Ideally, the GM and head coach should be hired in concert so that theres an ideal match in terms of vision. 


The current setup could easily lead to dysfunction and blame shifting, which is exactly what got Sashi brown fired.

18 They always seem to be…

They always seem to be making a sincere and total commitment. Then they change course in two years. I'll believe the Browns are making a total commitment the first time Haslam sticks to a plan. 

31 Since DePodesta has been…

Since DePodesta has been there the whole time and Berry was only gone for a year, I would think there should at least be some continuity/familiarity among the staff to build on. I also noticed today that the rest of the ex-GB faction of the front office has been pushed out.

They also interviewed Stefanski for the HC position last year and DePodesta apparently really lobbied for him at that time. It doesn't necessarily mean he would have been Berry's pick for HC, but it does at least seem they both fit within the "wing" of the organization that had been in place the whole time and is now back in charge.

14 Ideally, the GM and head coach should be hired in concert so tha

"Ideally, the GM and head coach should be hired in concert so that theres an ideal match in terms of vision."

No argument there. Not ideal, but certainly workable.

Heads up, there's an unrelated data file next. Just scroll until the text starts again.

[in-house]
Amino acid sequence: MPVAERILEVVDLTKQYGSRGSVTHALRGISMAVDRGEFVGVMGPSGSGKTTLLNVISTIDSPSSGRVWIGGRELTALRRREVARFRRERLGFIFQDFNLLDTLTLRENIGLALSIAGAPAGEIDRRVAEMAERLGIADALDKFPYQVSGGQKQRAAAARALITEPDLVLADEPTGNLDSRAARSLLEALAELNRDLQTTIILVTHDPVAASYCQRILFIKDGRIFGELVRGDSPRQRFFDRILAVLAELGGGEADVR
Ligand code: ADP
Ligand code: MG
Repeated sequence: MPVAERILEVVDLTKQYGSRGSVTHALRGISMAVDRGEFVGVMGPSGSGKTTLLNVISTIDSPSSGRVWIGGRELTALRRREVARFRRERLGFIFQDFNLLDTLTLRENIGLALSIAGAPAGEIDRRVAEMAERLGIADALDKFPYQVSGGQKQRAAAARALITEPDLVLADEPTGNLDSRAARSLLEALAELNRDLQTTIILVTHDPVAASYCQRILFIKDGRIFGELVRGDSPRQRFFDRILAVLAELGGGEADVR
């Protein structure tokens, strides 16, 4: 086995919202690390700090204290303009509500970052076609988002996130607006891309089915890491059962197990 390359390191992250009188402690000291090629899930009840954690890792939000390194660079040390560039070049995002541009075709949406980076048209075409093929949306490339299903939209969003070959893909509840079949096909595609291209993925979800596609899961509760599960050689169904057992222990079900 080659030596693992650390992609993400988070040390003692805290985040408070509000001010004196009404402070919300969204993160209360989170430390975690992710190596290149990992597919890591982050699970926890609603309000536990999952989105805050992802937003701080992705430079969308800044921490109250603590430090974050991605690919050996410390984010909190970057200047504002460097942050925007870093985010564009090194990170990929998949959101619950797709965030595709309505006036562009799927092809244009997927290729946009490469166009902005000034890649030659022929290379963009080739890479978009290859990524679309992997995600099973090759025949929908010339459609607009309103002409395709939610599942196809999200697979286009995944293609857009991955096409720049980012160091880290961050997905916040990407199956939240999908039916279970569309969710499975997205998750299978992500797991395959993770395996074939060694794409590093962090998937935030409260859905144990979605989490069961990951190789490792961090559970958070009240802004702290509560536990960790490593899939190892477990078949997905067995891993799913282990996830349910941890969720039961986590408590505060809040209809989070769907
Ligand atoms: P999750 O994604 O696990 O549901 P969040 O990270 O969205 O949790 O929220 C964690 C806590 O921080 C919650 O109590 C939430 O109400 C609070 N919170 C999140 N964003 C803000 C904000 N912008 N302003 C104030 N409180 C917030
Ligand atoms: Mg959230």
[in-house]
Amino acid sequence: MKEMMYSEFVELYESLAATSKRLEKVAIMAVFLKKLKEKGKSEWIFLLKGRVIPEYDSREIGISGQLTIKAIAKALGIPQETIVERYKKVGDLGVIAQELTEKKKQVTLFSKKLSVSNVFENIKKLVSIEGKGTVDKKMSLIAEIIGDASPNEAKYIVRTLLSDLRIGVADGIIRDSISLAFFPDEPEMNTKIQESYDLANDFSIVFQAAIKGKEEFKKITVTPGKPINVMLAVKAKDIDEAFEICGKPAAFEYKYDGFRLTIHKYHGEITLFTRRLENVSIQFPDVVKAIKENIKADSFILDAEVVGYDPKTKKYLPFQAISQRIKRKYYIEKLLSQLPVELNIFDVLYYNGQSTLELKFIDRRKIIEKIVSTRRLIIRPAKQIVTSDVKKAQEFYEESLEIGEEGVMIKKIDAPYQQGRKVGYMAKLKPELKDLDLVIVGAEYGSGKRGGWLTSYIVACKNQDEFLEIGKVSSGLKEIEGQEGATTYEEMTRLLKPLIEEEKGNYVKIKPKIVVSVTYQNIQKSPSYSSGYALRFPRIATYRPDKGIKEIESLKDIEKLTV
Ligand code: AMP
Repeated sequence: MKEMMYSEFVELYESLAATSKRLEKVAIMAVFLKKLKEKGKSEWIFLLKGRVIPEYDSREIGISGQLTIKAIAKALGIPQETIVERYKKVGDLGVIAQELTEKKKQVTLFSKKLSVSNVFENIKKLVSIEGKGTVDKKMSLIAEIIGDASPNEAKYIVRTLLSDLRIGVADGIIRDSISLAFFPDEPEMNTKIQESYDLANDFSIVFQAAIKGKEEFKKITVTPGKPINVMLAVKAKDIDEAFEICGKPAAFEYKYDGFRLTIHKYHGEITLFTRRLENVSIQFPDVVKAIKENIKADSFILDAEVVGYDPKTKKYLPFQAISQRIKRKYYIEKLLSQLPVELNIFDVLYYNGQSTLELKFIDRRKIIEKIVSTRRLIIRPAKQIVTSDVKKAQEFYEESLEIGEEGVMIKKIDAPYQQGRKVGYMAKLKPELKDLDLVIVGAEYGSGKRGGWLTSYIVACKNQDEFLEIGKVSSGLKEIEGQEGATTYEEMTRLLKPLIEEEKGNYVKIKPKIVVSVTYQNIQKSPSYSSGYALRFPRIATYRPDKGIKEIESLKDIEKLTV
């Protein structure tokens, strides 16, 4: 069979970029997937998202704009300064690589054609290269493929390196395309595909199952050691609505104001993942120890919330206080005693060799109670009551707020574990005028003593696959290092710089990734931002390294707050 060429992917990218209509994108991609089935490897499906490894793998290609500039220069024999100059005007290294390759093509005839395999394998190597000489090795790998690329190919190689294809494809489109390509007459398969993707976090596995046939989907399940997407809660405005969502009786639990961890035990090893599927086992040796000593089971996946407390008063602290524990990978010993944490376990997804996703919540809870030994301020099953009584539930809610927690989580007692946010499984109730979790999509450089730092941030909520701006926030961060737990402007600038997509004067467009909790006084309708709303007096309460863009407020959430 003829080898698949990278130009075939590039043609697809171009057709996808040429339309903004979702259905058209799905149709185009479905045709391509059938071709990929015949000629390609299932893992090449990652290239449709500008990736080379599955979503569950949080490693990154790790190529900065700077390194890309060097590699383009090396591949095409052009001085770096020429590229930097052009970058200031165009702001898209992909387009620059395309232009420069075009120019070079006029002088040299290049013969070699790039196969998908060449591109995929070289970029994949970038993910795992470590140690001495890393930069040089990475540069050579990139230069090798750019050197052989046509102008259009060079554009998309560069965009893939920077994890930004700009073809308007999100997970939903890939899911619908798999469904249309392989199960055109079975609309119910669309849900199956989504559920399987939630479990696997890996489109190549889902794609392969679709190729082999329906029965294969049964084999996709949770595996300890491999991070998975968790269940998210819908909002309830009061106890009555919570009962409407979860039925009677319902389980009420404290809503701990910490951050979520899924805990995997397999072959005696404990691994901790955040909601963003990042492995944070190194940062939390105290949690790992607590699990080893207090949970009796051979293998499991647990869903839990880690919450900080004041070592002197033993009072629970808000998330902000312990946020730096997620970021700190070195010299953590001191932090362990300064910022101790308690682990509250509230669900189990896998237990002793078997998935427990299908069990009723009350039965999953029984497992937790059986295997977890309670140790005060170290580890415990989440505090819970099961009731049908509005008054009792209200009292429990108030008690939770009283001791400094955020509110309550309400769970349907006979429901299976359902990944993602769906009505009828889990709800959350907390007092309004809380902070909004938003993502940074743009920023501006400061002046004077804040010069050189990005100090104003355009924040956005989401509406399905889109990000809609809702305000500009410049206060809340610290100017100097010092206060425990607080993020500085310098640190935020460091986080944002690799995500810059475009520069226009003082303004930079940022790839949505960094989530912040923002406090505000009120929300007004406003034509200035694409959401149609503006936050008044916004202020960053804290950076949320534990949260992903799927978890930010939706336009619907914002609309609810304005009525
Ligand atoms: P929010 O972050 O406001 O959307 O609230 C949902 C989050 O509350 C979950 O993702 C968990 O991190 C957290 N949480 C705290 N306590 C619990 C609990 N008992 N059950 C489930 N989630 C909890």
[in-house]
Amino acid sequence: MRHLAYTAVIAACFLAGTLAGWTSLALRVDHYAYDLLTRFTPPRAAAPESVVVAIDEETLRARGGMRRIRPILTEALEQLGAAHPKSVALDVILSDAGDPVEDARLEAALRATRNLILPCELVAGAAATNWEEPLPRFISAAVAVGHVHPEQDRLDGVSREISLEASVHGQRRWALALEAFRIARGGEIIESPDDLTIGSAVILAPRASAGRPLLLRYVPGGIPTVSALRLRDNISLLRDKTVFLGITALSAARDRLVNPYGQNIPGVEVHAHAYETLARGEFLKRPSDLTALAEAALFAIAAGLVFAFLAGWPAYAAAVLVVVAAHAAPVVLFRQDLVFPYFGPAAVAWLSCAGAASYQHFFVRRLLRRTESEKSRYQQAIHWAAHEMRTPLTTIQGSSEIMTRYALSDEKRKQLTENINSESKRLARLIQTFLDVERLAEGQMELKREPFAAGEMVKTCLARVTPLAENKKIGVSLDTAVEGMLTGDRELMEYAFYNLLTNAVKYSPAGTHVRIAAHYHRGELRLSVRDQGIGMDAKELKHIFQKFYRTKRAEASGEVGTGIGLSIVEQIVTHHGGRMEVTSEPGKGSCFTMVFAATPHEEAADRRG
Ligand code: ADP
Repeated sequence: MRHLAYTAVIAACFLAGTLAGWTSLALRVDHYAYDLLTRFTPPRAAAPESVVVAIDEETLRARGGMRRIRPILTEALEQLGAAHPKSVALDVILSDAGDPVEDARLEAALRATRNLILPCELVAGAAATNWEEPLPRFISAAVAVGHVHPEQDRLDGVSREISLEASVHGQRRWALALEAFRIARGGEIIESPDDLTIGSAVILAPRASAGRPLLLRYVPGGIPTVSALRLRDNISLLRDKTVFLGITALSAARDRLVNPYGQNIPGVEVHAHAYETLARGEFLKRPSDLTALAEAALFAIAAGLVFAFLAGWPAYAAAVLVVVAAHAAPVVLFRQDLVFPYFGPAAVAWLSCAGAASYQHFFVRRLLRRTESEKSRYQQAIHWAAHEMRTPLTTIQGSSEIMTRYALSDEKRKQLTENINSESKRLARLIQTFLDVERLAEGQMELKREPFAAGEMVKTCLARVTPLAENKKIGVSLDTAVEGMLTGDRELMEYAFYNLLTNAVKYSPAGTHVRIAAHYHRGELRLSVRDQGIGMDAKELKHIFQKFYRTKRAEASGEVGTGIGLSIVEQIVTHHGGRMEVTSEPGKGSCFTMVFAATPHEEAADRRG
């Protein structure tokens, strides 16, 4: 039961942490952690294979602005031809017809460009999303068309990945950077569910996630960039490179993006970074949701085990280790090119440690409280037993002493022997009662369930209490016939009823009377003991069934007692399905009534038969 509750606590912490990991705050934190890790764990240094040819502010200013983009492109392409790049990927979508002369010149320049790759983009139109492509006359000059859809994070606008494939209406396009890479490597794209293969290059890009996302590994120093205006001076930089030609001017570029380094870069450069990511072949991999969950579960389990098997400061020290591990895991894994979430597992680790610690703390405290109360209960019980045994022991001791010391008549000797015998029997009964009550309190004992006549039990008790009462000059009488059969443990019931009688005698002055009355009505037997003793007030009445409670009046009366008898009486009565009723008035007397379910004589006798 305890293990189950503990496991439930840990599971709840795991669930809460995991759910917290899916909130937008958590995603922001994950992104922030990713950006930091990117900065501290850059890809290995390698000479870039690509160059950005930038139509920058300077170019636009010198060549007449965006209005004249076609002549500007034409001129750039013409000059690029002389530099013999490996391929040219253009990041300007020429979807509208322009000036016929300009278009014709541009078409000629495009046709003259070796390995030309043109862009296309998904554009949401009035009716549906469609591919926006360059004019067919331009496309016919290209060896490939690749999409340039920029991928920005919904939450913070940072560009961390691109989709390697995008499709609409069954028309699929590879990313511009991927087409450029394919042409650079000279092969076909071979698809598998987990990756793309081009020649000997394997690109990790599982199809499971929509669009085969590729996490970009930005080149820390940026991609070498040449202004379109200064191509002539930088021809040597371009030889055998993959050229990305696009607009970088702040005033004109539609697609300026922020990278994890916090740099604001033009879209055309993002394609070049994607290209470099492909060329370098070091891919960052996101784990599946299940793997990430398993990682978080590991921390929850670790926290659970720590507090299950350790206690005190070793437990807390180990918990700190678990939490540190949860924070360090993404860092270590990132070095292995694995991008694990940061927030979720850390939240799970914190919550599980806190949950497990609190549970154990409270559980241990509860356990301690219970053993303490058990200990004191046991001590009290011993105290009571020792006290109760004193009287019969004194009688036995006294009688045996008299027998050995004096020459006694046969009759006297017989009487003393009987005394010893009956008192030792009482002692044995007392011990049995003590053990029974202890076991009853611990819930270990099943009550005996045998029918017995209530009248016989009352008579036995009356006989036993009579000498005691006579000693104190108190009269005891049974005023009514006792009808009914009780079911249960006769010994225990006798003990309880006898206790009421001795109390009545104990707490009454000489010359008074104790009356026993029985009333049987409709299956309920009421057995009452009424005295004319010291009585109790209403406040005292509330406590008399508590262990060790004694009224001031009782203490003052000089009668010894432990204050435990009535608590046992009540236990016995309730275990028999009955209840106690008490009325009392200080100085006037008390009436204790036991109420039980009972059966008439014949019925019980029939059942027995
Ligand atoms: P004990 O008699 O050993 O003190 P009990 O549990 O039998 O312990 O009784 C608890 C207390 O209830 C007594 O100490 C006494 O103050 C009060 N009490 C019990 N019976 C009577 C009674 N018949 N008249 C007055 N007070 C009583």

But . . . I suppose my hope to finally see a good Browns team again—Sipe & the Cardiac Kids and the Kosar years were some of my favorite teams—could be obscuring my better judgment.

17 The thing is, the head coach…

The thing is, the head coach is suuuuuch a fickle person that there is a non zero chance that this nucleus is permanently squandered. The Odell situation is the kind of powder keg that even great organization struggle to keep under wraps. Poor one's get fleeced. Its not farfetched at all to see Odell either cut or traded for a song by the end of next season. And considering what they gave up to get him, it will be a total Brownsy move. 

21 I have always been skeptical…

I have always been skeptical as to whether WRs even matter...

Give me possession receivers who will get you the first downs - indeed, like Jarvis Landry - over long-bomb threats who result in the QB forcing risky/tough passes, and are literally almost always team cancers/divas- every time.

24 Ask Bill Belichick how hard…

Ask Bill Belichick how hard it is to win when all your receivers are 6-12 yard possession types.  Or just re-watch what happened to the Patriots this year after they jettisoned Gordon.  Chains don't move.

32 I think it would more or…

I think it would more or less look the same.  When your solitary deep threat can be easily covered by any starting cornerback in the NFL, and you have two WRs, a TE, an an RB all within 11 yards of the line of scrimmage, there's not a lot of room to get open with 10 defenders in the neighborhood. 

27 Romo . . .